The growing asset-backed securities market – or ABS, as it is known – could soon open up new opportunities for your credit union. You may be surprised to learn the reason. With automobiles increasingly becoming less relevant as a central asset, what’s taking their place? Smartphones.

In 2016, Verizon launched the tech sector into the ABS market by securing Bank of America, Merrill Lynch, MUFG and Barclays to manage the $1.169 billion deal. And what was the backing for this new security bond? Consumer cell phone contracts.

Richard Gallagher is CEO of Oak Tree Business Systems, Inc.
Richard Gallagher is CEO of Oak Tree Business Systems, Inc.

Many mobile carriers offer consumers the option of financing their cell phone via their service contract. A portion of their service agreement goes towards the balance owed on the phone, making them operate much like traditional auto loans. However, Verizon is the first to create an entirely new asset lending class by using their service contracts as collateral.

Moody’s Investors Service announced the deal could become a new asset class worth ten of billions of dollars. And while Verizon has already securitized almost $2 billion worth of finance plans through deals struck with private banks, those are short term. Eventually, those deals will be phased out and replaced by public ABS financing. So how is cell phone debt sold as public security even a possibility?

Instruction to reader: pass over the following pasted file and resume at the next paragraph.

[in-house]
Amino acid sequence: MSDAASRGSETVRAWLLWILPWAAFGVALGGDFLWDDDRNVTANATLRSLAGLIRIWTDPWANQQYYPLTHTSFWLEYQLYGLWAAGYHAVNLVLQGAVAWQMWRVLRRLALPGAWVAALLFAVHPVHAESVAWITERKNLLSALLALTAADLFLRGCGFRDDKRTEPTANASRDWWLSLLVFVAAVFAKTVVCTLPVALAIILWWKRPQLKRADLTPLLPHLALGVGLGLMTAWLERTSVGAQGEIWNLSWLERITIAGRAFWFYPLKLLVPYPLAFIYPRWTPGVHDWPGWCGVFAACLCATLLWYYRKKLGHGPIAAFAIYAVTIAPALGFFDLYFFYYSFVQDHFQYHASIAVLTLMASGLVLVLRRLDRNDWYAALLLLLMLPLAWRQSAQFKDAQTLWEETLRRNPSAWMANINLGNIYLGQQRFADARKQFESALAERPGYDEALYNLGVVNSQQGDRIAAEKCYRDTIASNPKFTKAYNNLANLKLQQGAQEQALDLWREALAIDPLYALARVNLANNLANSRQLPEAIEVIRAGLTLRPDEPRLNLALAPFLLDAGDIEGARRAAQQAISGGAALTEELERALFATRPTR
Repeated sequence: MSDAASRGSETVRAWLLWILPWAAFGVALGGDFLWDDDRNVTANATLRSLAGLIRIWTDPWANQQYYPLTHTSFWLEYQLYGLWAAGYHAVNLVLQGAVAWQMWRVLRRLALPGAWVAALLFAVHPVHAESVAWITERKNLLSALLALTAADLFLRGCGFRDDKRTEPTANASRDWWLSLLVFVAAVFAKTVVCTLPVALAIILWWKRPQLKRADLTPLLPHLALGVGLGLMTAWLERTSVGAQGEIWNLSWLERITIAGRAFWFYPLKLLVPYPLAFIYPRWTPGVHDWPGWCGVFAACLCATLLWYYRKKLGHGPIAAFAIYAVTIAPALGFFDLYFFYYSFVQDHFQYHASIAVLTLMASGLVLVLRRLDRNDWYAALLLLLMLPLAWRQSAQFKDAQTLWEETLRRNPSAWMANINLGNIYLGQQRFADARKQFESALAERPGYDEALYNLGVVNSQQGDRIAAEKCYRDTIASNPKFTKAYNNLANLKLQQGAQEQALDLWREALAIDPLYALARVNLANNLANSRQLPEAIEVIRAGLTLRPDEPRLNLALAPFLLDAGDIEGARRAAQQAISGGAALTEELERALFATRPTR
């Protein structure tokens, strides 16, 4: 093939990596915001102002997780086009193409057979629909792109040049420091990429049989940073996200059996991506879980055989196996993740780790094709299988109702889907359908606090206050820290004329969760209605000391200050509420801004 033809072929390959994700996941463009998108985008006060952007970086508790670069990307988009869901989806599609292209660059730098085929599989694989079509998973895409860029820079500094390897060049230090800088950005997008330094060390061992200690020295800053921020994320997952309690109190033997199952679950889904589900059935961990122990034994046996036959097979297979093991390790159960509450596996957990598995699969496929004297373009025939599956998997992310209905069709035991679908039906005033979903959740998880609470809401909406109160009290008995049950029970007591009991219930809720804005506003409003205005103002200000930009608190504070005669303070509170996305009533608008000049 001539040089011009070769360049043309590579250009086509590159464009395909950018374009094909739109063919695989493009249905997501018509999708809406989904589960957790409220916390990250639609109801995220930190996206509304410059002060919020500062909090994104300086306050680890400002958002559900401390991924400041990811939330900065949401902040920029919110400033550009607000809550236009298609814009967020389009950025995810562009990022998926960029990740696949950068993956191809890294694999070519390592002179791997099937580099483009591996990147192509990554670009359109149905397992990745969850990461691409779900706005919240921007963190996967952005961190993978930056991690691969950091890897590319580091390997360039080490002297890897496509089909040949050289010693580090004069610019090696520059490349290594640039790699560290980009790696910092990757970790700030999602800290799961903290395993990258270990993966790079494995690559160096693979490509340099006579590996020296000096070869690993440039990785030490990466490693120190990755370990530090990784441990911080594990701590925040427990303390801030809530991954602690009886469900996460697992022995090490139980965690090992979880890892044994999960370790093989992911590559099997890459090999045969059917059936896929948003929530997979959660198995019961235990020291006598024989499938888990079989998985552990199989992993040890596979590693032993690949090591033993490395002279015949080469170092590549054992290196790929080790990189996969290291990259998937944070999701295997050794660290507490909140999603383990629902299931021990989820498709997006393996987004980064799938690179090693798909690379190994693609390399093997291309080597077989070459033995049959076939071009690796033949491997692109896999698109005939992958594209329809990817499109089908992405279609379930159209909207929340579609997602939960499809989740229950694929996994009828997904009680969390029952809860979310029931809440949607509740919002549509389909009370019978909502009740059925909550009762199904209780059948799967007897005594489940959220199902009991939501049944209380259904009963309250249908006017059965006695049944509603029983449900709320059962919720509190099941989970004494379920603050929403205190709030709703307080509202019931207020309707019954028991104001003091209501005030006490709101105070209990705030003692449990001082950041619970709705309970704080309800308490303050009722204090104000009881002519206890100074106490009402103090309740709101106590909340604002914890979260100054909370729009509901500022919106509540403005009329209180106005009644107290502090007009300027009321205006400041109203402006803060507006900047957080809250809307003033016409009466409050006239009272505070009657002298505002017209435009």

The smartphone market has grown immensely, with 95 percent of Americans owning a cell phone today and smartphone ownership growing from 35 percent in 2011 to 77 percent in 2018, according to the Pew Research Center. It is clear that the demand for smartphones is rising and becoming more widespread.

Recent data from Bloomberg shows consumers are more concerned with paying their cell phone bill on time than keeping their automobile notes current. In fact, the priority ranks as high as making timely mortgage payments. Technology is at the forefront of the new asset class because phones are more than just a means of communication. Today’s smartphones allow consumers to order food through an app, conduct business, hail a ride and make payments. All of that has driven a shift in the value consumers place on technology. Smartphones are positioned as a high-priority device because we live so much of our lives with them close at hand.

While bond markets are still trying to wrap their head around the idea of a new kid on the block (Verizon has since brokered its third deal), credit unions should prepare for tech loans now. There is good reason to believe this market will enlarge and solidify into a mainstay. For instance, while these types of securities are new to the United States, Moody’s reports Japan has brokered more than 60 deals.

Tech loans are here and credit unions are in a perfect position to deliver that product to members. Rather than finance a device through a cellular provider, members could instead finance through their credit union, much like a traditional automobile loan.

Credit unions interested in pursuing this offering should check that your consumer lending documents are ready to fulfill members’ tech loan needs and that your forms are compliant with all state and federal regulations. Meet with your marketing department to help craft the perfect technology loan campaign. The shift is happening now. Don’t get behind the curve. Stay ahead with reliable forms vendors. With lackluster performance in the automobile market, technology loans and a well-crafted marketing campaign can pick up the slack.

Richard Gallagher

Richard Gallagher

Richard Gallagher is CEO of Oak Tree Business Systems, Inc.